Article 15 on this site dealt with misuses of the word “clavichord” in translations of Tolstoy. Here is another curious example from four centuries previous.
A colleague in St. Petersburg (Russia, not Florida) recently sent me a query regarding the use of the word clauycordes in a book published in 1484, the year Richard III began his reign, by England’s first printer and seller of printed books, William Caxton. I went to the Oxford English Dictionary and found it to be the first recorded use of the word in English. The early nomenclature of stringed keyboard instruments is notoriously variable even within one country, and I wanted to find out exactly what was meant.
Caxton’s publication, euphoniously entitled “The booke of thenseygnementes and techynge that the Knyght of the Towre made to his doughters”, was a translation of a book written in 1371-2 by a French knight, Geoffroy de la Tour, lord of La Tour-Landry, Bourmont, La Galonière, Loroux-Bottereau, and Cornouaille, for the edification of his three daughters. Geoffroy de la Tour-Landry, as he is generally known, fought against the English in the 100 Years’ War, and resided in the family castle in the old province of Anjou on the lower Loire. Some ruins survive, while a 19th-century house, converted into a luxury hotel boasting its connections with the ghastly Second Empire of Napoleon III, occupies the grounds. One of Geoffroy’s sons died at Agincourt, and a great-grandson commissioned one of the last of the old romances celebrating mythical family histories, the Roman de Ponthus.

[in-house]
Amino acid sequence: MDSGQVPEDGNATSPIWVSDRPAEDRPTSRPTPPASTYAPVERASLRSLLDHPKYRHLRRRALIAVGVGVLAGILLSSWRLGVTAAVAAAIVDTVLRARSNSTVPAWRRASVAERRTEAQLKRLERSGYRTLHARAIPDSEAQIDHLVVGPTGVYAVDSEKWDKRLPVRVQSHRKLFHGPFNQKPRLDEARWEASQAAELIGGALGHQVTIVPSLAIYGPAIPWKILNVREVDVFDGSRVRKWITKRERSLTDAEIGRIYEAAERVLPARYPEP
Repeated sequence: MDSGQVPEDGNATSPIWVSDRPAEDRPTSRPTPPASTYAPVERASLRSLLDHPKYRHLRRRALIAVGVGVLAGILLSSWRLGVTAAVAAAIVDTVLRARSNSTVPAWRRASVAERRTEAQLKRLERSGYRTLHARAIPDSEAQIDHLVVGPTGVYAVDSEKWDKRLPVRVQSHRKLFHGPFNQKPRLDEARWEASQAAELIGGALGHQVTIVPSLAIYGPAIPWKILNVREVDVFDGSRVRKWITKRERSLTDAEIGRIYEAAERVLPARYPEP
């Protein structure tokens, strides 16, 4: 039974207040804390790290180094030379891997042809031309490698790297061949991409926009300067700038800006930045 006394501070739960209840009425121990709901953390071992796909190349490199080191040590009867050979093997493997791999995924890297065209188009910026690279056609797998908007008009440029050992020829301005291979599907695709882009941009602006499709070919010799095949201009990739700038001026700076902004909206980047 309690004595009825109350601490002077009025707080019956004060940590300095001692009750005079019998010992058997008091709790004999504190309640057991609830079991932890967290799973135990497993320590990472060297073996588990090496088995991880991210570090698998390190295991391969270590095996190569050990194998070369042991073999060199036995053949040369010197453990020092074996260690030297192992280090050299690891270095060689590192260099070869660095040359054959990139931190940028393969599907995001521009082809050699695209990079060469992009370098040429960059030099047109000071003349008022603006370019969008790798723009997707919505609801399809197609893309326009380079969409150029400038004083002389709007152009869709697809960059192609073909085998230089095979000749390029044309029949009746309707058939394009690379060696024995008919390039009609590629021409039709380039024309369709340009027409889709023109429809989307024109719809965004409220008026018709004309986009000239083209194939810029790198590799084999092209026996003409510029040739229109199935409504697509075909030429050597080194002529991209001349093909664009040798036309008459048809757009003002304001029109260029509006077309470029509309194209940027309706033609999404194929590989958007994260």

Geoffroy’s book is a collection of devout and ofttimes scandalous stories, collected with the help of his domestic staff, about the terrible things that happen to young women who misbehave, and the rewards granted by Providence to the chaste. It spread through Europe in manuscript, and became one of the big publishing hits in the next century, as the new craft of printing sought marketable “content”. Several sources for the original French text survive. It was first printed in France in 1514, but before that a German translation (as Der Ritter vom Turm) by a baron named Marquard vom Stein appeared in Basel (1493), lavishly illustrated with woodcuts by the young Albrecht Dürer.